Bacterial contamination of the lacteal contents of feeding bottles in metropolitan São Paulo, Brazil.

Bulletin of the World Health Organization

PubMedID: 9648358

Morais TB, Morais MB, Sigulem DM. Bacterial contamination of the lacteal contents of feeding bottles in metropolitan São Paulo, Brazil. Bull World Health Organ. 1998;76(2):173-81.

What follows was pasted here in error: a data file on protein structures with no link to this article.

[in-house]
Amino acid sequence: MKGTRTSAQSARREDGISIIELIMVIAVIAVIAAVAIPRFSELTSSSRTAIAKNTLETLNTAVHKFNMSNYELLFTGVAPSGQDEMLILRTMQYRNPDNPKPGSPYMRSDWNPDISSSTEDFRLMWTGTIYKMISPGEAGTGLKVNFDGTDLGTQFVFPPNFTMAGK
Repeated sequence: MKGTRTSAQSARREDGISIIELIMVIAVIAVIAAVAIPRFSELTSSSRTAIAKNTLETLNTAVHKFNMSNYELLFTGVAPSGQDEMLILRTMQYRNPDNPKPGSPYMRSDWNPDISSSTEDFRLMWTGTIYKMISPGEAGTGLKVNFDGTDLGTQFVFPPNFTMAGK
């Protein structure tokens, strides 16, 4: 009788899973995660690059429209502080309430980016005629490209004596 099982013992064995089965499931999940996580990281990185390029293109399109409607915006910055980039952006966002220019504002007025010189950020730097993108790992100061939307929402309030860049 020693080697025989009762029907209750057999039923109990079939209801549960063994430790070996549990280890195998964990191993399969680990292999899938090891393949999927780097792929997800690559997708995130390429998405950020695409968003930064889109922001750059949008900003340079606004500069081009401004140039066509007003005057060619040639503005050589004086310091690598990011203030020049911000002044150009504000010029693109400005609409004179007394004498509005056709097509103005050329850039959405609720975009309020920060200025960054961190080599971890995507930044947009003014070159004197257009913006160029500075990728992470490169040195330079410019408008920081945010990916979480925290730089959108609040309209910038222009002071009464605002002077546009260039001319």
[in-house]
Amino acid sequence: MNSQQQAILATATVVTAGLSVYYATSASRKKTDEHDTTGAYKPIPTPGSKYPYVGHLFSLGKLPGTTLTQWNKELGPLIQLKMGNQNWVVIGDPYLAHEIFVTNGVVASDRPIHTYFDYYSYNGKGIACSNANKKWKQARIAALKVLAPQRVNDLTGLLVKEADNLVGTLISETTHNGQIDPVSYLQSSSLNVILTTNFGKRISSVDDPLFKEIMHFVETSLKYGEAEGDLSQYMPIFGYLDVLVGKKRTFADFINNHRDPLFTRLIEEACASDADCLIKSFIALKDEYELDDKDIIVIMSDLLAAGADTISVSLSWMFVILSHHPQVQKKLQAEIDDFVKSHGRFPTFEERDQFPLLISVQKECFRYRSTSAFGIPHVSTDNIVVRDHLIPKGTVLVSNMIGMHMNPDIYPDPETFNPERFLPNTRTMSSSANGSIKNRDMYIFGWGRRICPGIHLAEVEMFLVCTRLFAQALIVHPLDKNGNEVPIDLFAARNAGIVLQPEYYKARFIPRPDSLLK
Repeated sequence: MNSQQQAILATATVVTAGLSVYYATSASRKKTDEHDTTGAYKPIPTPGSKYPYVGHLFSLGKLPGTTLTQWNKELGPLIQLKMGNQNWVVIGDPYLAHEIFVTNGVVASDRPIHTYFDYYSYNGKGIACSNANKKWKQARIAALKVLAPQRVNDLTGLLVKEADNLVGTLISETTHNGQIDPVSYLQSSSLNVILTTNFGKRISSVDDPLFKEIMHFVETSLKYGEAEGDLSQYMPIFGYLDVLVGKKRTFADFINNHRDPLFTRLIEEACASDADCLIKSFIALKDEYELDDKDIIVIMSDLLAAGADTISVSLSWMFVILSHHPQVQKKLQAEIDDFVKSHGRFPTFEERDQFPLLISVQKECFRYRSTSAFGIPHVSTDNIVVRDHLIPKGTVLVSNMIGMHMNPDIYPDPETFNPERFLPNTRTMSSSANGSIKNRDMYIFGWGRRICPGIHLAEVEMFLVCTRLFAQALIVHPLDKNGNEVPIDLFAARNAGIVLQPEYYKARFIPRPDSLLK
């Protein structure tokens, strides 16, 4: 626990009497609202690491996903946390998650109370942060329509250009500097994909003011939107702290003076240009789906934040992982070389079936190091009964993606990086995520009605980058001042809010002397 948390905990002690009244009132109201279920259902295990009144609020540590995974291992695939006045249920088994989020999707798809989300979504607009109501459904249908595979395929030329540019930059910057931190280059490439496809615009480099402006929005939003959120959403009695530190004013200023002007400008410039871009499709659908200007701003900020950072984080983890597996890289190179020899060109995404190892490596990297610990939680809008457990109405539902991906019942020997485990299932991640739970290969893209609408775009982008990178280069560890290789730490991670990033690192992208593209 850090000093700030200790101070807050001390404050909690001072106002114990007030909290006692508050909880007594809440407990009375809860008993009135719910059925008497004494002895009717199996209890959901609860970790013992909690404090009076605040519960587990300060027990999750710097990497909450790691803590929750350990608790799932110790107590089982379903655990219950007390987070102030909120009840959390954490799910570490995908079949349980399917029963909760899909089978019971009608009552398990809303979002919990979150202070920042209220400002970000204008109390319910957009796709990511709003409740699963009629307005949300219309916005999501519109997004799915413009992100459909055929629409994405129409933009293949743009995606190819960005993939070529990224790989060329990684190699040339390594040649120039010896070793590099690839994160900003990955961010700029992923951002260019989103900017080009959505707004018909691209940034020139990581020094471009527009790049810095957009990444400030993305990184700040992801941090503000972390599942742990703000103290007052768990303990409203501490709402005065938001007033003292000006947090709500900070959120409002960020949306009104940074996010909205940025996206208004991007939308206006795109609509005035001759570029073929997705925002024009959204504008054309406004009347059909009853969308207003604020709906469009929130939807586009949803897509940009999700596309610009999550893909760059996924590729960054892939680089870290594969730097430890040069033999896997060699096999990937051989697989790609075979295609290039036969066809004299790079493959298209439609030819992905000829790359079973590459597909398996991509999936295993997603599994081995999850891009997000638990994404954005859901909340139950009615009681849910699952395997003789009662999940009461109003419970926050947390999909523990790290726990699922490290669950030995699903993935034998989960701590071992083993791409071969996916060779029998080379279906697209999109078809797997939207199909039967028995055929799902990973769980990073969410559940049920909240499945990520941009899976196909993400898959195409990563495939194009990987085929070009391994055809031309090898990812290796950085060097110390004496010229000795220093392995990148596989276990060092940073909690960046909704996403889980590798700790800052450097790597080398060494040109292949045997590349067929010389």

Reported are the results of a study in São Paulo, Brazil, to evaluate the bacterial contamination of the lacteal contents of feeding bottles prepared in urban households of low (LSE) and high (HSE) socioeconomic groups, involving 100 and 32 mothers of infants, respectively. Samples of the lacteal contents of the feeding bottles were cultured and the medians (25th and 75th percentiles) of the counts (bacteria per ml) were significantly higher in the LSE group: mesophilic bacteria, 555,000 (17,250-4,350,000) in the LSE group and 1615 (20-500,000) in the HSE group; coliforms, 2400 (19-150,000) in the LSE group and 7 (0-7800) in the HSE group. Escherichia coli was isolated from 26% (26/100) of the samples from the LSE group and from 6% (2/32) of those from the HSE group (P = 0.03). In the HSE group, higher coliform counts were associated with foodhandlers other than the mother, lower levels of maternal education, the use of pasteurized milk, and the addition of ingredients other than milk. In the LSE group, feeding bottles prepared using tap water and those prepared for infants aged over 6 months had higher coliform counts. In general, the feeding bottles prepared in the households studied were heavily contaminated, especially in the LSE group.